Predictors of multiple arrests among homeless young adults: Gender differences

Karin Wachter, Sanna J. Thompson, Kimberly Bender, Kristin Ferguson

Research output: Contribution to journalArticlepeer-review

11 Scopus citations


Criminological research on homeless young adults has shown that males are more often arrested for violent offenses, while females engage more frequently in self-destructive behaviors. General strain theory (GST) provides a useful theoretical framework for understanding criminal behaviors and arrest history among homeless young adults. This study examined strains and responses to strains that significantly predict the likelihood of multiple arrests and investigated how predictors of multiple arrests vary by gender. Findings indicate that predictors for multiple arrests do indeed vary by gender, with exposure to the drug culture of the streets being an important variable for males, while being robbed with a weapon and drug distribution are significant predictors for females. Resilience showed an inverse relationship with multiple arrests, as did sexual assault for females. Study findings and implications for service provision are discussed.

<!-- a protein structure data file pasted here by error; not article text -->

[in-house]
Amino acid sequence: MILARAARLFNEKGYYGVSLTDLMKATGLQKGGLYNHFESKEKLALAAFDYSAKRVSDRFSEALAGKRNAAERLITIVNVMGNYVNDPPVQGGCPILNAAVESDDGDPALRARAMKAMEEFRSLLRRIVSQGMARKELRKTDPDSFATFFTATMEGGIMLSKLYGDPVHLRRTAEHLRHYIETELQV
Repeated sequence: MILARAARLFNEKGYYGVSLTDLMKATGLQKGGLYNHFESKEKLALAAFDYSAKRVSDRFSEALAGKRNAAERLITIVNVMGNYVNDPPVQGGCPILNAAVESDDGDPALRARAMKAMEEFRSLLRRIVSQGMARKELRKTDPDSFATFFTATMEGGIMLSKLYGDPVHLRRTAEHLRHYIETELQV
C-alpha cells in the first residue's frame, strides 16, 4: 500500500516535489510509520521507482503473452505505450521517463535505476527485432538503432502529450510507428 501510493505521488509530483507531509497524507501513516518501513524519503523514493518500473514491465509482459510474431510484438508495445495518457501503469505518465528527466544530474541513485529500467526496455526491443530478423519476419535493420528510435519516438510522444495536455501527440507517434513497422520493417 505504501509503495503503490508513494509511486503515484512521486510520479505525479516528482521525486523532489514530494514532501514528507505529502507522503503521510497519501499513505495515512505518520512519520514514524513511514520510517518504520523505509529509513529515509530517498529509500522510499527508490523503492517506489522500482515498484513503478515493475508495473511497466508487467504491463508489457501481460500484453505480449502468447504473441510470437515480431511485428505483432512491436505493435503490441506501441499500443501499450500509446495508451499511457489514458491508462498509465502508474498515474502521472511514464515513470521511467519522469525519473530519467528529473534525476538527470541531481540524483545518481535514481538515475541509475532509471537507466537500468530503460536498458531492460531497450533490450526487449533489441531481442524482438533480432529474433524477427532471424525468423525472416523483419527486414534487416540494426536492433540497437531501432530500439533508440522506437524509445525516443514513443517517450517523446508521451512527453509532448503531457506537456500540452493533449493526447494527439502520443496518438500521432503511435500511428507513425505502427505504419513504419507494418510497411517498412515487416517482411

Original languageEnglish (US)
Pages (from-to)32-38
Number of pages7
JournalChildren and Youth Services Review
StatePublished - Feb 1 2015
Externally publishedYes


  • Arrest
  • Gender
  • General strain theory
  • Homeless young adults

ASJC Scopus subject areas

  • Education
  • Developmental and Educational Psychology
  • Sociology and Political Science


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